In the clip, the hornet pursues the mouse for roughly a minute, remaining attached as the mouse attempts to bat it off. The mouse gets weaker and eventually gives up. At which point the hornet flies off and the mouse lies still breathing heavily.
After employees receive threats, one city is forced to nix rule requiring face masks in businesses
An emergency proclamation requiring face masks in stores and restaurants in Stillwater, Oklahoma, was nixed after store and restaurant owners received threats.
The proclamation was issued Thursday. Among other things, the order made businesses require patrons to cover their faces to combat the spread of coronavirus.
But on Friday, Mayor Will Joyce softened the rule to encourage, not require, face coverings, after several reports emerged of employees being verbally abused and being threatened with physical violence while trying to enforce the order -- all in just three hours of the rule going into effect.
"Many of those with objections cite the mistaken belief the requirement is unconstitutional, and under their theory, one cannot be forced to wear a mask. No law or court supports this view," said City Manager Norman McNickle in a statement. "It is further distressing that these people, while exercising their believed rights, put others at risk."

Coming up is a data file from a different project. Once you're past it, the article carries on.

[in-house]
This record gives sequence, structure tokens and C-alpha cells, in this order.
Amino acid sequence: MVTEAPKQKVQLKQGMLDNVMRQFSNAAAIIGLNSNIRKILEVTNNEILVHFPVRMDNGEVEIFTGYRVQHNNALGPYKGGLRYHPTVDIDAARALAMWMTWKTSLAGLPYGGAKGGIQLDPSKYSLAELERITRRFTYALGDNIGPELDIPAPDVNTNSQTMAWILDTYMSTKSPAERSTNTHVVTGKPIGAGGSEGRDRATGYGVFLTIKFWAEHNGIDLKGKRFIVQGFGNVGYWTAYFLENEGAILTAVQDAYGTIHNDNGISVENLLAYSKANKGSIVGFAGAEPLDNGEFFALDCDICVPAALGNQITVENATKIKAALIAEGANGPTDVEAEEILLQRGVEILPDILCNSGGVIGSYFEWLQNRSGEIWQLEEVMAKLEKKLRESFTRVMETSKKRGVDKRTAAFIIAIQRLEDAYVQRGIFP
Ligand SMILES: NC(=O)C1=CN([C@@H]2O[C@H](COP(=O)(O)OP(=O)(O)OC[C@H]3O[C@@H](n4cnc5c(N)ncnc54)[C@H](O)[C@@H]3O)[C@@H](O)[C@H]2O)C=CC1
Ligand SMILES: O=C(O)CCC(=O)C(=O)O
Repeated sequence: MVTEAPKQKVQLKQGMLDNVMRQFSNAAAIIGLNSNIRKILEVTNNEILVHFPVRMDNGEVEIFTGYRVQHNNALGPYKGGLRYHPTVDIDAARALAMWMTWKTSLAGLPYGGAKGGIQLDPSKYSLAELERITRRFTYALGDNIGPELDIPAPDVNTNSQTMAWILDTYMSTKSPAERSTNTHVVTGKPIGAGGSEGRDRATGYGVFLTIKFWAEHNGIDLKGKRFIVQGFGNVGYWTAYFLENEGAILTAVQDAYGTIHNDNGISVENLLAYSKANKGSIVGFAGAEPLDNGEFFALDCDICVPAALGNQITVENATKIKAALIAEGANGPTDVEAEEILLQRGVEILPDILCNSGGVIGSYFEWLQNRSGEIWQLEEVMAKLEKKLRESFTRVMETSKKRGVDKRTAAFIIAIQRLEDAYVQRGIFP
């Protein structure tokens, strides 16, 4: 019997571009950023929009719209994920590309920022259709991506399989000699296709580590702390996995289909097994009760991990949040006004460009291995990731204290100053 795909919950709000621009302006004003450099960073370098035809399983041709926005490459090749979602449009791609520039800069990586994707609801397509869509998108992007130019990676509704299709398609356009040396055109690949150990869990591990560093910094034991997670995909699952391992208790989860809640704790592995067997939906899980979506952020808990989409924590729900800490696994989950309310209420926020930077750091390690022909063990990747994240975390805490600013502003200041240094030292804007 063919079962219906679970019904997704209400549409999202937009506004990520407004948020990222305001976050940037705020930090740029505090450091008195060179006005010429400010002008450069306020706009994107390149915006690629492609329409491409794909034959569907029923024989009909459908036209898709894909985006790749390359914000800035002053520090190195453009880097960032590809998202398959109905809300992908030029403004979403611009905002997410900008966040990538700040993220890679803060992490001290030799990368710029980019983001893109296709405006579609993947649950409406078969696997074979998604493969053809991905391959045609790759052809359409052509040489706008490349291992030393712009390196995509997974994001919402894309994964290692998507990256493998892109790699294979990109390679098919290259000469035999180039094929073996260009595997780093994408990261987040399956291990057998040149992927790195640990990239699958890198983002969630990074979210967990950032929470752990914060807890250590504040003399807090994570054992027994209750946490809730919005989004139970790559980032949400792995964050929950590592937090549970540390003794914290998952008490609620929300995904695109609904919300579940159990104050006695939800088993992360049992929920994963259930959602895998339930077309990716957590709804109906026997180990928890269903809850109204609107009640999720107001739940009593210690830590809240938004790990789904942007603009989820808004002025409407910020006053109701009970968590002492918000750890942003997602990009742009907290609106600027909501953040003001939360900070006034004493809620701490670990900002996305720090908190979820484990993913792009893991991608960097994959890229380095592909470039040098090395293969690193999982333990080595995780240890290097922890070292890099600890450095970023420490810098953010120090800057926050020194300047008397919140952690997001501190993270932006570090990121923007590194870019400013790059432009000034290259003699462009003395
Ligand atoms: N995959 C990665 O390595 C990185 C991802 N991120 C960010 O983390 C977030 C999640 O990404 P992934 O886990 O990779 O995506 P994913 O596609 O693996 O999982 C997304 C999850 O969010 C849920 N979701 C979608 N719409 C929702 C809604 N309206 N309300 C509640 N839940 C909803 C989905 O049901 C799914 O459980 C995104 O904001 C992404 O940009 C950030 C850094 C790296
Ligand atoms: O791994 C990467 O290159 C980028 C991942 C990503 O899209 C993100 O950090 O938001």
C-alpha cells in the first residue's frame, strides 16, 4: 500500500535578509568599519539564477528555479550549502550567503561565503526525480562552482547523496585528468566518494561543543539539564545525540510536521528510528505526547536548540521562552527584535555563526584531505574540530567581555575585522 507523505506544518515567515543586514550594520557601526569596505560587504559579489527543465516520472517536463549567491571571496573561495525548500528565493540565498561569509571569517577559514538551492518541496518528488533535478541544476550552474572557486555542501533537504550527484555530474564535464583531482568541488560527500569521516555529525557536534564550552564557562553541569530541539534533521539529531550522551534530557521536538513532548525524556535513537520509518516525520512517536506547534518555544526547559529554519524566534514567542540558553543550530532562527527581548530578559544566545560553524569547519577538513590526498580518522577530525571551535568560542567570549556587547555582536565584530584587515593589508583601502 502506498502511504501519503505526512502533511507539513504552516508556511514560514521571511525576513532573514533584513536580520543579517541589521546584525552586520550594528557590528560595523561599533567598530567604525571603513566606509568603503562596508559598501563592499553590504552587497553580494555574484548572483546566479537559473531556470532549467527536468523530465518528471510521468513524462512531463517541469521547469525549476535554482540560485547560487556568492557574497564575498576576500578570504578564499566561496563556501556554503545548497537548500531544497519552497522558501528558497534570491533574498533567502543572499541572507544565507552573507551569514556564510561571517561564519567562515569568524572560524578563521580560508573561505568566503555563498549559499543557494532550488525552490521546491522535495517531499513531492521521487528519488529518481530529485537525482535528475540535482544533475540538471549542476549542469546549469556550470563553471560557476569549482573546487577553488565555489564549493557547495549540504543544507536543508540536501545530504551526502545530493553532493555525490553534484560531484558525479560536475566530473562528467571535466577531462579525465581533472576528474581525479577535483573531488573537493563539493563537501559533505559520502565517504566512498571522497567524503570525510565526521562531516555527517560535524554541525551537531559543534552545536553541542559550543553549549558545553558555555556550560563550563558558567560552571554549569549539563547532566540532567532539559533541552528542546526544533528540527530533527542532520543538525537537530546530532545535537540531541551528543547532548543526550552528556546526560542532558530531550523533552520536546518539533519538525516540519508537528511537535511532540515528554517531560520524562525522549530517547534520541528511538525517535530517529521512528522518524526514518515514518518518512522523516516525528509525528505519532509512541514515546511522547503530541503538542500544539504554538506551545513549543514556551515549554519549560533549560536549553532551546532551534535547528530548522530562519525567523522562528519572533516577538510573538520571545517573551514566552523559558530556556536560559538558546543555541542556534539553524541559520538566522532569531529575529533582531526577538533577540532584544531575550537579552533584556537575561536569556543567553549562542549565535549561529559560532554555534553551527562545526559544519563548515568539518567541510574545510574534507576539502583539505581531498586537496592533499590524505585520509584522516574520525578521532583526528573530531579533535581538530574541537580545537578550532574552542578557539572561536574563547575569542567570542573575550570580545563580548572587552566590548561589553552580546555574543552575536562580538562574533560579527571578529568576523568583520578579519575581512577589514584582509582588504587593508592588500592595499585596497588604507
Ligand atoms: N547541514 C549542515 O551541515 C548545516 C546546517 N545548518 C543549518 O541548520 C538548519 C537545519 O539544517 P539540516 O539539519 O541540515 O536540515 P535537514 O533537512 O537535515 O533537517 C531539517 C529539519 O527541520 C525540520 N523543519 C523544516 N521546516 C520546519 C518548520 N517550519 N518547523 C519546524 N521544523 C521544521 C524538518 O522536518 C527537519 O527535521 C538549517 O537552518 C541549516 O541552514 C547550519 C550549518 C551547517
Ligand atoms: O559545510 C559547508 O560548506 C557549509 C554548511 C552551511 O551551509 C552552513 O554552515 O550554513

McNickle went on to explain the importance of face coverings in preventing the spread of coronavirus. The masks have been recommended by the Centers for Disease Control and Prevention and the Oklahoma State Department of Health.
Another wave of coronavirus will likely hit the US in the fall. Here's why and what we can do to stop it
Mobile Phone Data Show More Americans Are Leaving Their Homes, Despite Orders
Texas park ranger pushed into water after reminding crowd about social distancing
California restaurant defies statewide order, opens for dine-in service
Coronavirus: Armed protesters enter Michigan statehouse
COVID-19 continues killing African Americans at shocking rates
‘I apologize to God for feeling this way.’
Airline passenger describes packed flight to NYC surrounded by people not wearing masks
A Manhattan woman who flew on an American Airlines flight from Miami to LaGuardia says she was shocked that the flight was packed full — and about half the passengers did not wear masks despite the coronavirus pandemic.
How airplane seats could look in the post-coronavirus era
Is Casual Sex an Essential Service?
In 1990, as a newly minted social worker, I was invited to present at a San Francisco-based HIV/AIDS conference about what we now refer to as Compulsive Sexual Behavior Disorder and its relationship to the transmission of HIV. At that time, we had few solutions for people with HIV/AIDS. They mostly got sick and died. So this was a matter of life and death for the gay community.